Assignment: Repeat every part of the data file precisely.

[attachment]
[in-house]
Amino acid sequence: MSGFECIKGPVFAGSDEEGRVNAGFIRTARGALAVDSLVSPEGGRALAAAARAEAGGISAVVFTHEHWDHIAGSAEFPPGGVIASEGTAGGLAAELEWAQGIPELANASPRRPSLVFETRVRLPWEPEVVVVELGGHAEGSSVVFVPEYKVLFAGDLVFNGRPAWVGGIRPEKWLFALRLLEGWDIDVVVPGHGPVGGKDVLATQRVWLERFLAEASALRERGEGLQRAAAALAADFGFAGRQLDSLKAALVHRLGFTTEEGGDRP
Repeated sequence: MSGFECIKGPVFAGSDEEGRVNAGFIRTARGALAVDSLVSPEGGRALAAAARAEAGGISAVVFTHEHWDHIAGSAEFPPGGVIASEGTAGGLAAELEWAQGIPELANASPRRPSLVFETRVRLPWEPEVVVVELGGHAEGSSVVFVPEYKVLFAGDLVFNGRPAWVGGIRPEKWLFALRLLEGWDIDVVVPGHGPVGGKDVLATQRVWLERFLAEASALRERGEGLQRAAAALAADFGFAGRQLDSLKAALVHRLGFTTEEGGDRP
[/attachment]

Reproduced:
[in-house]
Amino acid sequence: MSGFECIKGPVFAGSDEEGRVNAGFIRTARGALAVDSLVSPEGGRALAAAARAEAGGISAVVFTHEHWDHIAGSAEFPPGGVIASEGTAGGLAAELEWAQGIPELANASPRRPSLVFETRVRLPWEPEVVVVELGGHAEGSSVVFVPEYKVLFAGDLVFNGRPAWVGGIRPEKWLFALRLLEGWDIDVVVPGHGPVGGKDVLATQRVWLERFLAEASALRERGEGLQRAAAALAADFGFAGRQLDSLKAALVHRLGFTTEEGGDRP
Repeated sequence: MSGFECIKGPVFAGSDEEGRVNAGFIRTARGALAVDSLVSPEGGRALAAAARAEAGGISAVVFTHEHWDHIAGSAEFPPGGVIASEGTAGGLAAELEWAQGIPELANASPRRPSLVFETRVRLPWEPEVVVVELGGHAEGSSVVFVPEYKVLFAGDLVFNGRPAWVGGIRPEKWLFALRLLEGWDIDVVVPGHGPVGGKDVLATQRVWLERFLAEASALRERGEGLQRAAAALAADFGFAGRQLDSLKAALVHRLGFTTEEGGDRP